• Head in an awkward double chin position or tucked to chest to alleviate unnecessary tension on the neck

Easier:

  • Bent arms and legs hollow hold
  • Tuck hollow hold with arms raised forward
  • Hollow body hold with arms on the side

Harder:

  • Hollow body rocks
  • Weighted hollow body hold
  • V-snaps – A dynamic ab flexion exercise with hollow holds at the bottom

 

Plank

BWTA Plank Hold

If you’re looking into building a solid core and you’re just a beginner, then the plank is a must-have  in your routine. It’s the perfect exercise to develop strength and stability in your abs, glutes, and lower back. It also develops the correct technique and positioning for your shoulders and scapula for push-ups when performed correctly.

Like the hollow hold, it’s also one of the few exercises that has a good carryover to other exercises such as handstands, push-ups, planche, and squats.

A published research in the Journal of Strength and Conditioning Research in 2013 shows that planks are much superior in developing the abs (and the full core in fact) compared to isolation exercises such as crunches.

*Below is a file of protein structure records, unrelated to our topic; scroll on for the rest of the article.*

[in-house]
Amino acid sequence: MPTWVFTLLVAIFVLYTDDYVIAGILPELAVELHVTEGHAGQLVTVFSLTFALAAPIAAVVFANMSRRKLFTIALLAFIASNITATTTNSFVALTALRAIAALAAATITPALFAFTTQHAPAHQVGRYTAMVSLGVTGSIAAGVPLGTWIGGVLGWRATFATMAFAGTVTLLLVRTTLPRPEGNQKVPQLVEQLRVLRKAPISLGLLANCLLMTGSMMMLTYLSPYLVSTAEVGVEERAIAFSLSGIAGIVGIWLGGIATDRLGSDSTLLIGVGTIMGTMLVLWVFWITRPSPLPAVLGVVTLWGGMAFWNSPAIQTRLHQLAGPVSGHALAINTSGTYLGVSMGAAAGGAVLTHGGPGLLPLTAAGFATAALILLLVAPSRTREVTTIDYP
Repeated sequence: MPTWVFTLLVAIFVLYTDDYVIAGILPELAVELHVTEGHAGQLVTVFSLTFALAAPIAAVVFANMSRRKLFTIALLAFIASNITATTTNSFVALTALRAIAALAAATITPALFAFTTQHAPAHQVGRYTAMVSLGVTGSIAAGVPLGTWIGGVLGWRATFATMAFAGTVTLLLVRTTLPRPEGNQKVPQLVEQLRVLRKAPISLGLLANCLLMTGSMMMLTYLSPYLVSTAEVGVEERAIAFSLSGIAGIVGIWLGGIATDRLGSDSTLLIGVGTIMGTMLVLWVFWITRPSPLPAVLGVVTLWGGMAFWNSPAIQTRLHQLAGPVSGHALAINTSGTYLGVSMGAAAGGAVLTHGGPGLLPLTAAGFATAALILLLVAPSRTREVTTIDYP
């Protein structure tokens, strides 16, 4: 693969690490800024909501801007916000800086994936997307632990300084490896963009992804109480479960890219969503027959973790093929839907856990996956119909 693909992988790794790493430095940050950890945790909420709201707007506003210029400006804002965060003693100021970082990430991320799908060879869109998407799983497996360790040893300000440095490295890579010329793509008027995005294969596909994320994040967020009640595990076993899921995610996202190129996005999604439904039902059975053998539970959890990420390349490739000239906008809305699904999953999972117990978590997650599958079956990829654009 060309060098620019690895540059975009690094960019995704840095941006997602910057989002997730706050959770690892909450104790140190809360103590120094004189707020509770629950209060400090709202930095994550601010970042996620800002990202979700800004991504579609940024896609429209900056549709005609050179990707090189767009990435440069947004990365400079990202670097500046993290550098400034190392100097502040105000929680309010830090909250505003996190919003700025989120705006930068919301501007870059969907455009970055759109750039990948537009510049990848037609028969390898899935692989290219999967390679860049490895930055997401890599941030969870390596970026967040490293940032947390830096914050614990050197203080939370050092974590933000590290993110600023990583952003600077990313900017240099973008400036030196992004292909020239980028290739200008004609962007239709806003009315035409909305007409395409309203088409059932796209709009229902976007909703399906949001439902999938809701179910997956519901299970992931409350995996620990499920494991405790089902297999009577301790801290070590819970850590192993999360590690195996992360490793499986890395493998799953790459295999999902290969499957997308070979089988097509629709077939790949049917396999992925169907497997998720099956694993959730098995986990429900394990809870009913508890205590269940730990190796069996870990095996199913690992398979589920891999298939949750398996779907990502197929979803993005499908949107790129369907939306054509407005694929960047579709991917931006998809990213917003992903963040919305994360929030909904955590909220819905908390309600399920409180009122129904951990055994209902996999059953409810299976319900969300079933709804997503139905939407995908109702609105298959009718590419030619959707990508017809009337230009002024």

Just one thing to keep in mind, especially for more advanced athletes: once you can hold it for 60-seconds or more, it will be less efficient in building muscle. If you’ve reached this limit, it’s time to move on to a harder plank progression for an added challenge.

How to perform:

  1. Begin in a quadruped position.
  2. Lower down into your elbows.
  3. Extend your legs backwards one at a time.
  4. Hold the position for a sustained time.
  5. Repeat for reps.

Coaching Pointers:

  • Be sure to push your shoulders away from your ear and down away from the ground to stabilize your shoulders safely
  • Chest and back in a neutral position
  • Posterior pelvic tilt
  • Elbows stacked over your shoulders
  • Straight bodyline withou aching from the lower back or hunching at the upper back
  • Hips not too high or too low
  • Full body tension by squeezing every muscle
  • Breathe normally as possible
  • Head in neutral position

Easier:

  • Knee plank
  • Two arms plank on an elevated surface

Harder:

  • Higher surface plank
  • Plank pulses
  • One arm plank
  • Plank on an unstable surface
  • Plank with hands far away from the body

Dragon flag

BWTA Dragon flag